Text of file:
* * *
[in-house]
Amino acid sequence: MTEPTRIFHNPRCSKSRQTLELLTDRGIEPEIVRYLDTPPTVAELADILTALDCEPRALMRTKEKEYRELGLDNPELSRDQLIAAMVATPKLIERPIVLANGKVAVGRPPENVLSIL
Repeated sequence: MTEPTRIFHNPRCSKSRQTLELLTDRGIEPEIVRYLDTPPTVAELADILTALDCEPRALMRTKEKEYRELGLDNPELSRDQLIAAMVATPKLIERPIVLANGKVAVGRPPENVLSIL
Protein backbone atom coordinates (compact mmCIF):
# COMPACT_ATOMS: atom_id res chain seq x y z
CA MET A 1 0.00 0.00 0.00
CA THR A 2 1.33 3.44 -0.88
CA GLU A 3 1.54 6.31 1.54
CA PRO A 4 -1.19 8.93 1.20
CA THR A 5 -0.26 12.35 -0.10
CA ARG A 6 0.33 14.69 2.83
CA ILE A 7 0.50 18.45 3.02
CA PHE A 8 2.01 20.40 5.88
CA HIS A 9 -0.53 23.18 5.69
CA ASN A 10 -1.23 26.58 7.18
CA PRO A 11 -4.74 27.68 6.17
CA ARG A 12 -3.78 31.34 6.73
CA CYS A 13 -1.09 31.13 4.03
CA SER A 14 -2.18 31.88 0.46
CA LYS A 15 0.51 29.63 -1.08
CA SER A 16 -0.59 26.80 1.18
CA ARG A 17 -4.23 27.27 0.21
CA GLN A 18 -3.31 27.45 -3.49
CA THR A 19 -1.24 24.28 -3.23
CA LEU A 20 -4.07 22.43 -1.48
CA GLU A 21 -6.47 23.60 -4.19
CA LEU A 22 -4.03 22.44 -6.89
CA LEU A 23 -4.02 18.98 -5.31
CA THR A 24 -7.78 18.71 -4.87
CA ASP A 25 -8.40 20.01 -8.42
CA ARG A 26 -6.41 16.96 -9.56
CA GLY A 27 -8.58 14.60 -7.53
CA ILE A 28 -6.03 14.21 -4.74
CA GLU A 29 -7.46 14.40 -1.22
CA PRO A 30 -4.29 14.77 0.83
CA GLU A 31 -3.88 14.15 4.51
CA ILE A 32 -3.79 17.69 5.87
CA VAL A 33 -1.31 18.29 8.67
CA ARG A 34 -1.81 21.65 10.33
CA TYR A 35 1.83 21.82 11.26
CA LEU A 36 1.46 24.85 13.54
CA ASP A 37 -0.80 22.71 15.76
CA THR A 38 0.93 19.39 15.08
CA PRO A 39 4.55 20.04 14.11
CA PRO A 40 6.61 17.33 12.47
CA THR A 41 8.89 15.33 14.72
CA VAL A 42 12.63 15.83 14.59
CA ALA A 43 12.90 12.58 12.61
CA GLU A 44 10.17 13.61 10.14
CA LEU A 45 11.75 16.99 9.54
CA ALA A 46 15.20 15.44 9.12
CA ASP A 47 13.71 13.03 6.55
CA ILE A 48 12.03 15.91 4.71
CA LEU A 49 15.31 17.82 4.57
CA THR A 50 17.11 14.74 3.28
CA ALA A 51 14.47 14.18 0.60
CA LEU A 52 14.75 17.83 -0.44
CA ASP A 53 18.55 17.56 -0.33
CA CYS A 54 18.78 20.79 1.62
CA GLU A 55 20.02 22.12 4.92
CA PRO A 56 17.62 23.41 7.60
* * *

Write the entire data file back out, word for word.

[in-house]
Amino acid sequence: MTEPTRIFHNPRCSKSRQTLELLTDRGIEPEIVRYLDTPPTVAELADILTALDCEPRALMRTKEKEYRELGLDNPELSRDQLIAAMVATPKLIERPIVLANGKVAVGRPPENVLSIL
Repeated sequence: MTEPTRIFHNPRCSKSRQTLELLTDRGIEPEIVRYLDTPPTVAELADILTALDCEPRALMRTKEKEYRELGLDNPELSRDQLIAAMVATPKLIERPIVLANGKVAVGRPPENVLSIL
Protein backbone atom coordinates (compact mmCIF):
# COMPACT_ATOMS: atom_id res chain seq x y z
CA MET A 1 0.00 0.00 0.00
CA THR A 2 1.33 3.44 -0.88
CA GLU A 3 1.54 6.31 1.54
CA PRO A 4 -1.19 8.93 1.20
CA THR A 5 -0.26 12.35 -0.10
CA ARG A 6 0.33 14.69 2.83
CA ILE A 7 0.50 18.45 3.02
CA PHE A 8 2.01 20.40 5.88
CA HIS A 9 -0.53 23.18 5.69
CA ASN A 10 -1.23 26.58 7.18
CA PRO A 11 -4.74 27.68 6.17
CA ARG A 12 -3.78 31.34 6.73
CA CYS A 13 -1.09 31.13 4.03
CA SER A 14 -2.18 31.88 0.46
CA LYS A 15 0.51 29.63 -1.08
CA SER A 16 -0.59 26.80 1.18
CA ARG A 17 -4.23 27.27 0.21
CA GLN A 18 -3.31 27.45 -3.49
CA THR A 19 -1.24 24.28 -3.23
CA LEU A 20 -4.07 22.43 -1.48
CA GLU A 21 -6.47 23.60 -4.19
CA LEU A 22 -4.03 22.44 -6.89
CA LEU A 23 -4.02 18.98 -5.31
CA THR A 24 -7.78 18.71 -4.87
CA ASP A 25 -8.40 20.01 -8.42
CA ARG A 26 -6.41 16.96 -9.56
CA GLY A 27 -8.58 14.60 -7.53
CA ILE A 28 -6.03 14.21 -4.74
CA GLU A 29 -7.46 14.40 -1.22
CA PRO A 30 -4.29 14.77 0.83
CA GLU A 31 -3.88 14.15 4.51
CA ILE A 32 -3.79 17.69 5.87
CA VAL A 33 -1.31 18.29 8.67
CA ARG A 34 -1.81 21.65 10.33
CA TYR A 35 1.83 21.82 11.26
CA LEU A 36 1.46 24.85 13.54
CA ASP A 37 -0.80 22.71 15.76
CA THR A 38 0.93 19.39 15.08
CA PRO A 39 4.55 20.04 14.11
CA PRO A 40 6.61 17.33 12.47
CA THR A 41 8.89 15.33 14.72
CA VAL A 42 12.63 15.83 14.59
CA ALA A 43 12.90 12.58 12.61
CA GLU A 44 10.17 13.61 10.14
CA LEU A 45 11.75 16.99 9.54
CA ALA A 46 15.20 15.44 9.12
CA ASP A 47 13.71 13.03 6.55
CA ILE A 48 12.03 15.91 4.71
CA LEU A 49 15.31 17.82 4.57
CA THR A 50 17.11 14.74 3.28
CA ALA A 51 14.47 14.18 0.60
CA LEU A 52 14.75 17.83 -0.44
CA ASP A 53 18.55 17.56 -0.33
CA CYS A 54 18.78 20.79 1.62
CA GLU A 55 20.02 22.12 4.92
CA PRO A 56 17.62 23.41 7.60